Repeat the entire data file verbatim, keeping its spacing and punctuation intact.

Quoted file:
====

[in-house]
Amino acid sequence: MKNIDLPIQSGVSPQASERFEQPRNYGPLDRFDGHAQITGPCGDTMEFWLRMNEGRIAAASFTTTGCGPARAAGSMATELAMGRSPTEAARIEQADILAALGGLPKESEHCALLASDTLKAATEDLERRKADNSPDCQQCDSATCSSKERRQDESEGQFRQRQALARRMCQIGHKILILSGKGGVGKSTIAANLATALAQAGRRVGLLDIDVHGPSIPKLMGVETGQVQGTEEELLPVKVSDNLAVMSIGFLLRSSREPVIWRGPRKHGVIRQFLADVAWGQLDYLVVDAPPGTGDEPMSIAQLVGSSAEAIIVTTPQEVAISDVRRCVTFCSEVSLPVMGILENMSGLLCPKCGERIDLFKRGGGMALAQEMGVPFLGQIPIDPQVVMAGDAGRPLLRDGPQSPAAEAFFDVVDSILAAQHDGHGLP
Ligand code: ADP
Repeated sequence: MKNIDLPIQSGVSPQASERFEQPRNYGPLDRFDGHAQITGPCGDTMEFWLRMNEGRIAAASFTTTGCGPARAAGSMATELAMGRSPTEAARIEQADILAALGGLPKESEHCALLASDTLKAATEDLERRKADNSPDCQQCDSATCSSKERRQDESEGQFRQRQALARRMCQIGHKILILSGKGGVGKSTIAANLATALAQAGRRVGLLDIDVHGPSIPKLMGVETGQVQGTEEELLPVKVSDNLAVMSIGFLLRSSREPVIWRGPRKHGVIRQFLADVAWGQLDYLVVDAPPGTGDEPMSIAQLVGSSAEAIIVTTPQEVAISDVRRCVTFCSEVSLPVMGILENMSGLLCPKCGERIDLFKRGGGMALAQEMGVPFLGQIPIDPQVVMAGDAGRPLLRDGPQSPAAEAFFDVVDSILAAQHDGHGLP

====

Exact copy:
[in-house]
Amino acid sequence: MKNIDLPIQSGVSPQASERFEQPRNYGPLDRFDGHAQITGPCGDTMEFWLRMNEGRIAAASFTTTGCGPARAAGSMATELAMGRSPTEAARIEQADILAALGGLPKESEHCALLASDTLKAATEDLERRKADNSPDCQQCDSATCSSKERRQDESEGQFRQRQALARRMCQIGHKILILSGKGGVGKSTIAANLATALAQAGRRVGLLDIDVHGPSIPKLMGVETGQVQGTEEELLPVKVSDNLAVMSIGFLLRSSREPVIWRGPRKHGVIRQFLADVAWGQLDYLVVDAPPGTGDEPMSIAQLVGSSAEAIIVTTPQEVAISDVRRCVTFCSEVSLPVMGILENMSGLLCPKCGERIDLFKRGGGMALAQEMGVPFLGQIPIDPQVVMAGDAGRPLLRDGPQSPAAEAFFDVVDSILAAQHDGHGLP
Ligand code: ADP
Repeated sequence: MKNIDLPIQSGVSPQASERFEQPRNYGPLDRFDGHAQITGPCGDTMEFWLRMNEGRIAAASFTTTGCGPARAAGSMATELAMGRSPTEAARIEQADILAALGGLPKESEHCALLASDTLKAATEDLERRKADNSPDCQQCDSATCSSKERRQDESEGQFRQRQALARRMCQIGHKILILSGKGGVGKSTIAANLATALAQAGRRVGLLDIDVHGPSIPKLMGVETGQVQGTEEELLPVKVSDNLAVMSIGFLLRSSREPVIWRGPRKHGVIRQFLADVAWGQLDYLVVDAPPGTGDEPMSIAQLVGSSAEAIIVTTPQEVAISDVRRCVTFCSEVSLPVMGILENMSGLLCPKCGERIDLFKRGGGMALAQEMGVPFLGQIPIDPQVVMAGDAGRPLLRDGPQSPAAEAFFDVVDSILAAQHDGHGLP